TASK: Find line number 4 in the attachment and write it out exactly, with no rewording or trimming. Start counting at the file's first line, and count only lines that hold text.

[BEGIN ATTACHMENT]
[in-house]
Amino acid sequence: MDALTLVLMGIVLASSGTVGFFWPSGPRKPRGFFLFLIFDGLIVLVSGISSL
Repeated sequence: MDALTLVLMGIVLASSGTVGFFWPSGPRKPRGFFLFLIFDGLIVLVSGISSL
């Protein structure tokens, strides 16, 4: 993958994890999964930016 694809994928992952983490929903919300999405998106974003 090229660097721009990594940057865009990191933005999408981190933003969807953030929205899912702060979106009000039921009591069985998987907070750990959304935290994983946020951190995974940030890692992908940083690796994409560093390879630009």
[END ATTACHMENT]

């Protein structure tokens, strides 16, 4: 993958994890999964930016 694809994928992952983490929903919300999405998106974003 090229660097721009990594940057865009990191933005999408981190933003969807953030929205899912702060979106009000039921009591069985998987907070750990959304935290994983946020951190995974940030890692992908940083690796994409560093390879630009």